It is fully understandable that concert organisers must curtail performances because intervals are considered unsafe for the public in the current circumstances. Nevertheless, it is more difficult to comprehend why the same approach is applicable to online performances pre-recorded in empty venues. In any case, the Antwerp Symphony Orchestra’s most recent stream – rather conventionally filmed in the wood-panelled Queen Elisabeth Hall – proposed only one work, the 45-minute long Requiem in D minor that Mozart left unfinished.

Mozart's Requiem in the Queen Elisabeth Hall
© Vincent Callot | Antwerp Symphony Orchestra

As modest and insightful as always, Philippe Herreweghe conducted energetically the widely accepted completion by Franz Xaver Süßmayr (who’s exact contribution is still subject to debate), underlining the operatic character of the music more than its contemplative nature. The Dies irae and Rex tremendae seemed a little rushed, but the Sanctus was filled with the expected solemnity. A few orchestral entrances lacked sharpness, but individual contributions, such as the solo trombone in the Tuba mirum, were remarkably clean. Overall, an ensemble that is not specialised in historically informed performances played well for a conductor with whom it has been collaborating for decades.

Katharina Konradi and Sophie Harmsen with the Antwerp Symphony Orchestra
© Vincent Callot | Antwerp Symphony Orchestra

The quartet of soloists was comprised of musicians often performing in Baroque and Classical vocal and orchestra works, working together harmoniously under Herreweghe’s guidance. Kyrgyzstan-born Katharina Konradi demonstrated both the operatic qualities of her soprano and her experience in Lieder singing. Her pure and fresh voice, capable of reaching the upper register effortlessly, soared with ease above the orchestra when needed. At the same time, her contribution was full of tenderness, restraint and expressive weight. Mezzo Sophie Harmsen approached her part with equal flexibility, her rich middle voice infused with dramatism. Tenor Ilker Arcayürek, an alumnus of the Mozart Knabenchor Wien, sang not only with adequate delicacy, but seemed to bring forward some of the melancholy and vulnerability characterising his wonderful Schubert Lieder renditions. Finally, Russian bass-baritone Mikhail Timoshenko, owner of a rich and penetrating instrument, was occasionally a tad over eloquent.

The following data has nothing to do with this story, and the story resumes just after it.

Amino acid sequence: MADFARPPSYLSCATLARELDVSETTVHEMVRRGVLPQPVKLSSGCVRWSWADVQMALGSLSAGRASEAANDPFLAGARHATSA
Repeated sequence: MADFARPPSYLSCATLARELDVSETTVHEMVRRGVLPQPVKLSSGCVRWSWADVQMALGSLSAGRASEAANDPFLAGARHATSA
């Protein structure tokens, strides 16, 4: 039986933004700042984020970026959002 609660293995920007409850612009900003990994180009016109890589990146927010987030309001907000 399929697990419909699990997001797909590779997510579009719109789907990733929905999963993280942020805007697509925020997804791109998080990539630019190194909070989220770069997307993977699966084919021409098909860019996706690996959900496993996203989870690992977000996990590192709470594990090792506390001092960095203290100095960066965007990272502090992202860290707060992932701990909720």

Philippe Herreweghe conducts Collegium Vocale Gent and the Antwerp Symphony Orchestra
© Vincent Callot | Antwerp Symphony Orchestra

The success of a Mozart’s Requiem performance is mostly dependent on the quality of the choral singing. Dispersed on the three sides of the balcony surrounding the stage, in front and in the back of several rows of empty seats, the members of Collegium Vocale Gent – an ensemble that Herreweghe himself founded more than four decades ago – were still able to fill the space with an impressively cohesive sound, transparent and powerful at the same time. The contrast between the angelic serenity of the sopranos and the vigour of the male voices was beautifully characterised in the Confutatis, while the Lacrimosa was imbued with unexpected fervour. Overall, the clarity of the contrapuntal work was remarkable, Herreweghe maintaining an almost perfect balance between human and instrumental voices at all times.


This performance was reviewed from the Antwerp Symphony Orchestra video stream

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